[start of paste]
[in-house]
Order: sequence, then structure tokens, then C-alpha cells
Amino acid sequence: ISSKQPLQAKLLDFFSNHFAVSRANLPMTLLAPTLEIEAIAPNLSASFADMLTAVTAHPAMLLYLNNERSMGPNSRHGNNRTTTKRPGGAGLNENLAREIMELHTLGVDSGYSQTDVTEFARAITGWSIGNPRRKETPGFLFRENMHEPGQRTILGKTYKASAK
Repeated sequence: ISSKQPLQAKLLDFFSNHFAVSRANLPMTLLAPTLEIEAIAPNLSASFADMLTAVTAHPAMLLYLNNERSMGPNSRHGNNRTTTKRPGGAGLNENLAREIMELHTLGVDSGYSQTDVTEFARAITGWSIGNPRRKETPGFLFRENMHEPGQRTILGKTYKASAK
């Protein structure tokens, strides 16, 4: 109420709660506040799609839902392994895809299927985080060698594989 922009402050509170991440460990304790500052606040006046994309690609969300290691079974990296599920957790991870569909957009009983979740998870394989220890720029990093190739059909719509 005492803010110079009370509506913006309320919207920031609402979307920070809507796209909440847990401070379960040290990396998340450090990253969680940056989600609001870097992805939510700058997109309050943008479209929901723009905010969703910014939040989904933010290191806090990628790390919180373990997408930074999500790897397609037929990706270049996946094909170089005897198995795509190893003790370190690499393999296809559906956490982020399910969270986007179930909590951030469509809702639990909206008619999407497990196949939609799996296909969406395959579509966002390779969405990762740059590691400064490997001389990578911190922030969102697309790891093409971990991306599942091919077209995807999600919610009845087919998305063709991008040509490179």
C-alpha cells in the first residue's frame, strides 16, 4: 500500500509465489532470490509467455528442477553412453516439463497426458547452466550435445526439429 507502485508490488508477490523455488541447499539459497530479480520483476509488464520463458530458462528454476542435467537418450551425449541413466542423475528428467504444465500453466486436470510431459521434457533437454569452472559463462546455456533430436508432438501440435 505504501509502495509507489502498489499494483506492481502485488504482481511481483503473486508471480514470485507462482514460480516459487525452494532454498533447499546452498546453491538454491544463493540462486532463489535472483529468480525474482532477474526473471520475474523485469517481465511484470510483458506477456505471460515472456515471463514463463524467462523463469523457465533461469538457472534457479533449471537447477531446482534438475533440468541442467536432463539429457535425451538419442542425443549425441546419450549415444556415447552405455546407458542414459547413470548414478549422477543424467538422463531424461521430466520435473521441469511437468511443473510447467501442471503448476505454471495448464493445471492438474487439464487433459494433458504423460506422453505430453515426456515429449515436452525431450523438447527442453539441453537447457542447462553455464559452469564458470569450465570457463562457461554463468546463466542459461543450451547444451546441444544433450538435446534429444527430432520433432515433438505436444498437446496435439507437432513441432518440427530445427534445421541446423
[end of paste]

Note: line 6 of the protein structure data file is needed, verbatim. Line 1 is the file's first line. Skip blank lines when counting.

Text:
C-alpha cells in the first residue's frame, strides 16, 4: 500500500509465489532470490509467455528442477553412453516439463497426458547452466550435445526439429 507502485508490488508477490523455488541447499539459497530479480520483476509488464520463458530458462528454476542435467537418450551425449541413466542423475528428467504444465500453466486436470510431459521434457533437454569452472559463462546455456533430436508432438501440435 505504501509502495509507489502498489499494483506492481502485488504482481511481483503473486508471480514470485507462482514460480516459487525452494532454498533447499546452498546453491538454491544463493540462486532463489535472483529468480525474482532477474526473471520475474523485469517481465511484470510483458506477456505471460515472456515471463514463463524467462523463469523457465533461469538457472534457479533449471537447477531446482534438475533440468541442467536432463539429457535425451538419442542425443549425441546419450549415444556415447552405455546407458542414459547413470548414478549422477543424467538422463531424461521430466520435473521441469511437468511443473510447467501442471503448476505454471495448464493445471492438474487439464487433459494433458504423460506422453505430453515426456515429449515436452525431450523438447527442453539441453537447457542447462553455464559452469564458470569450465570457463562457461554463468546463466542459461543450451547444451546441444544433450538435446534429444527430432520433432515433438505436444498437446496435439507437432513441432518440427530445427534445421541446423